Everything about accelerators scare me. It’s a world that I’m not familiar with. Prior to last week, I did’t know the difference between a Venture Capitalist and an Angel Investor.
I’ve never had someone tear apart my business before, albeit constructively. My mum always tells me I’m doing a great job.
With a conversion rate of 30%+, it was an indication to keep on trucking to 1000.
- 100 Customers = Validation
- 1000 Customers = Profitable business
- 10,000 Customers = Lifestyle business
- 100,000 Customers = Multi-million pound business
My confidence didn’t last. A couple of days before setting off for Newcastle, doubt set in.
I’m not good enough as a founder. My business isn’t solving a pressing enough problem. Everyone else is going to be further along than me. What if I don’t know my figures? I’m afraid I’ll look stupid.
It turns out this was normal. Having spoken to the other startups at Ignite off-site, most felt the same.
The Application Process
What followed was an intense, 2-day programme.
The first half of each day comprised of workshops on growth, hiring and more. I took a ton of notes in these sessions and came away with actionable tips—some of which I’ve implemented with positive effect.
This part of the day provided more value than many of the £200+ conferences I’ve attended.
In the afternoon we had Office Hours with investors, mentors and the Ignite team. This part of the day was challenging and tested each of us as founders.
A Brief Backstory…
My background is unconventional. 12 years ago I inherited my Dad’s insurance business. From the age of 18 I worked from home until moving into a co-working space in 2013. That’s 8 years of working from home!
For several of those years I also battled a crippling anxiety disorder. At my anxiety’s peak, I didn’t leave the house for fear of having panic attacks. It took over my life.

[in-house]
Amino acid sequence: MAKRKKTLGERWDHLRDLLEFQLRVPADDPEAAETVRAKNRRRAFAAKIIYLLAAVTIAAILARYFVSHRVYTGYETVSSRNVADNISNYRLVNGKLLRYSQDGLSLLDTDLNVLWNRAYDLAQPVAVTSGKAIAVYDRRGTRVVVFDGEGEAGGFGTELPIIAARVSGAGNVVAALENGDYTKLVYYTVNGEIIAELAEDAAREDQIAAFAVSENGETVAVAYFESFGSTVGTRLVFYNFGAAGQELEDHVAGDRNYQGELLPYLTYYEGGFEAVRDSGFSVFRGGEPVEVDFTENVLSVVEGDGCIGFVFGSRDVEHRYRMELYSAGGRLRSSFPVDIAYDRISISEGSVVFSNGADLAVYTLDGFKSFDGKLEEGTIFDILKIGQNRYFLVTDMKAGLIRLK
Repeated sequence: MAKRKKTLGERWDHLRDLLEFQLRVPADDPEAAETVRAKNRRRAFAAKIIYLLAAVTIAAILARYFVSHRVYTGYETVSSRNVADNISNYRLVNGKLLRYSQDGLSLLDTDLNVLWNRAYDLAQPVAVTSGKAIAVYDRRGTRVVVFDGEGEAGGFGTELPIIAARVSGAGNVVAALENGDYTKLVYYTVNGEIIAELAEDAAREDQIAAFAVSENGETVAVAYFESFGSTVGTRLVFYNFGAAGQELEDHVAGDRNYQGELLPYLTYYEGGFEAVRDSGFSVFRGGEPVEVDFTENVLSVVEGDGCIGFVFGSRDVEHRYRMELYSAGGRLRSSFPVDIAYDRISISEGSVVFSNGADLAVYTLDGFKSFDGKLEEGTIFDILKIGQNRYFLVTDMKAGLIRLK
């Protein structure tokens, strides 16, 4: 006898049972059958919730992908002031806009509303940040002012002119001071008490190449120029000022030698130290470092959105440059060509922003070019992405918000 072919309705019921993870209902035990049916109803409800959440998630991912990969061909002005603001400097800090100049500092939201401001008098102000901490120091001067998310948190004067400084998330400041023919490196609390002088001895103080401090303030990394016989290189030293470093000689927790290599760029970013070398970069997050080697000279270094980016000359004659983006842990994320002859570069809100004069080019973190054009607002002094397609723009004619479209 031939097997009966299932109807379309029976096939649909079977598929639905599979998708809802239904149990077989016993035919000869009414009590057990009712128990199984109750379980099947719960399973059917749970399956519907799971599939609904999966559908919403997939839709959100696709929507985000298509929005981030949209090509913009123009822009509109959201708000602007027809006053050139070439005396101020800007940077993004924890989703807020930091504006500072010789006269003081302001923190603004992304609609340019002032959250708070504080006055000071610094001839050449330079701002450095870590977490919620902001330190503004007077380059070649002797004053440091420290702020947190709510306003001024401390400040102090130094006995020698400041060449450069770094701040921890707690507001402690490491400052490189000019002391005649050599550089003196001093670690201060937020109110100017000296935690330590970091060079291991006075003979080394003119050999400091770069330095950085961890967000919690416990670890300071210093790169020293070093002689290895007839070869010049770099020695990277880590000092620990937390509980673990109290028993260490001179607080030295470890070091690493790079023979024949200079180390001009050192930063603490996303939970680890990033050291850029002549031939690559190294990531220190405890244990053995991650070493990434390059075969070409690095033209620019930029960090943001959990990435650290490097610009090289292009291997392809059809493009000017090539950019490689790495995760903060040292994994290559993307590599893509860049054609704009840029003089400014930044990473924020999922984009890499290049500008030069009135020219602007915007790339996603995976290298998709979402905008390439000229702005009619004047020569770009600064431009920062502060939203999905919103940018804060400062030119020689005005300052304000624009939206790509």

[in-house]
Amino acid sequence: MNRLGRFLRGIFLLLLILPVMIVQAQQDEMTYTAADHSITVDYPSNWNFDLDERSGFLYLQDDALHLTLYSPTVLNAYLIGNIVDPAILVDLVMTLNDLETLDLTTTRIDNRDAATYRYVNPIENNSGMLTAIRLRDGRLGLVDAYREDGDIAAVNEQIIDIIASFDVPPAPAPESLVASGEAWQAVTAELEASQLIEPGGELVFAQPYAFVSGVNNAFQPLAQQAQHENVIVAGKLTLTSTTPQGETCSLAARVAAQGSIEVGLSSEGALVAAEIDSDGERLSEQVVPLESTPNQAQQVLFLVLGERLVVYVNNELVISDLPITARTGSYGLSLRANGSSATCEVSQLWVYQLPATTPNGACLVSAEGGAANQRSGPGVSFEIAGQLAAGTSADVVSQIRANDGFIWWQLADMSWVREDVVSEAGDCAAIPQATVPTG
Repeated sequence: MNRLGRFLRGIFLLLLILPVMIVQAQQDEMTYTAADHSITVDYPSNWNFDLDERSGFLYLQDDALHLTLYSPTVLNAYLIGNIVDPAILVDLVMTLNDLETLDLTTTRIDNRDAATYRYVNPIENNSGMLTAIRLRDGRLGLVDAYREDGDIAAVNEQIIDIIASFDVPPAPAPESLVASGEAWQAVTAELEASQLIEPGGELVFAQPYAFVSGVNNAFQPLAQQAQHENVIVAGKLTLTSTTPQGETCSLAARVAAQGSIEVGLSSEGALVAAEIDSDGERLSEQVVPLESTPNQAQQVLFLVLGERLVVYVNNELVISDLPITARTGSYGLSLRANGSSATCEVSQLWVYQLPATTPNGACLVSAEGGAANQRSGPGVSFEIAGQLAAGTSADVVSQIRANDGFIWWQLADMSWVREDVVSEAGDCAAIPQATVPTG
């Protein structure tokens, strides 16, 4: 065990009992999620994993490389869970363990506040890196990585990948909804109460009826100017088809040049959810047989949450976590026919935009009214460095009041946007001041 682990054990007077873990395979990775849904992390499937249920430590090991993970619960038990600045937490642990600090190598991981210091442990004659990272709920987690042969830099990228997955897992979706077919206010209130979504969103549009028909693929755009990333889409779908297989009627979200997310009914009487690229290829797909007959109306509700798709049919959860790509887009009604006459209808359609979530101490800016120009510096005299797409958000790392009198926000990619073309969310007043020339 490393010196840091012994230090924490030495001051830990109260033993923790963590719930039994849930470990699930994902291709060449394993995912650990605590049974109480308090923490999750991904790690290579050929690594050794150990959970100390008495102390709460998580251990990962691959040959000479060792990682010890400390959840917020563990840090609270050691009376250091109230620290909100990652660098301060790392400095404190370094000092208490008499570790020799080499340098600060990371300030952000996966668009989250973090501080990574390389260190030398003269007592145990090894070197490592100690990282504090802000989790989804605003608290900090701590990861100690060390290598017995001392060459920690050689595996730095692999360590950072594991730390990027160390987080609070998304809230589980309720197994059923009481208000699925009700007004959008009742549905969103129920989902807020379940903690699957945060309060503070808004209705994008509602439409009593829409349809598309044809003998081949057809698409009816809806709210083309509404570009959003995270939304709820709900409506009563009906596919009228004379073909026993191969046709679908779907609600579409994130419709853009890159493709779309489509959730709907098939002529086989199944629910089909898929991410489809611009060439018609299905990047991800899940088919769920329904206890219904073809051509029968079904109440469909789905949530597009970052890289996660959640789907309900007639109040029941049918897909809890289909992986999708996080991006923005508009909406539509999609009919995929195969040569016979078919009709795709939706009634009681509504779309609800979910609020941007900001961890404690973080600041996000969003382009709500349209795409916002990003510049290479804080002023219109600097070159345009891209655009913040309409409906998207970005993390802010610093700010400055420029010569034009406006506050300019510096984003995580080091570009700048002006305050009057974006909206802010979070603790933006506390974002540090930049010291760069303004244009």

I don’t recognise that person anymore, but I often joke that the 8 years I spent working from home—and with the little social interaction I had—my social skills have been affected. In other words, this was way out of my comfort zone!
I was asked difficult questions. I didn’t have answers to all of them. At times it probably did look like I don’t know what I’m doing. I met some disinterested and stony-faced Venture Capitalists. I went into these sessions feeling proud of what I’m building, but left wondering why I was even there.
While some of what I’m saying sounds negative, it isn’t.
Being a solo founder, I need to have a network of people who question my beliefs. Test my assumptions. Challenge my theories. I believe that’s what will take With Jack from 100 customers to 1000 and beyond.
After feeling exhausted and bruised, we ended the first day with a 3 minute pitch.
Despite doing a bit of public speaking, it’s still an uncomfortable process for me. But this was different. Everyone in that room was in the same boat. Sharing the experience and knowing what we were all going through, everyone was rooting for one another. There was a lot of support.
Day two followed the same format. This time I felt prepared for stony-faced Venture Capitalists. I felt prepared for difficult questions. I felt prepared to doubt myself.
After embracing the uneasiness of it all, I ended the experience on a high.
Why Did I Apply To Ignite?
What problems is With Jack facing that compelled me to apply to Ignite?
- I’m a solo founder and need a network of mentors around me.
- My conversion rate is great, but I’m lacking volume. How do I scale and get more customers?
- I burned through my cash on developing Jack’s customer journey.
An unexpected upside of Ignite was meeting other early-stage startup founders. I don’t have many friends in this circle.
Although I love my friends, I sometimes feel I’m wired up differently. I want to talk about business, marketing and the problems I’m facing growing With Jack. None of my friends find this interesting. I can see their eyes glaze over when I try to talk about Jack—or they just don’t reply to my texts!
There was an instant bond with the group. I liked everybody I met. So much so that if I don’t get accepted onto the Ignite programme, I won’t feel resentment or bitterness. I’ll be happy for the startups that get through.
I extracted enough value from the off-site that my 48 hours in Newcastle, irrespective of the outcome, was worthwhile. What a whirlwind experience!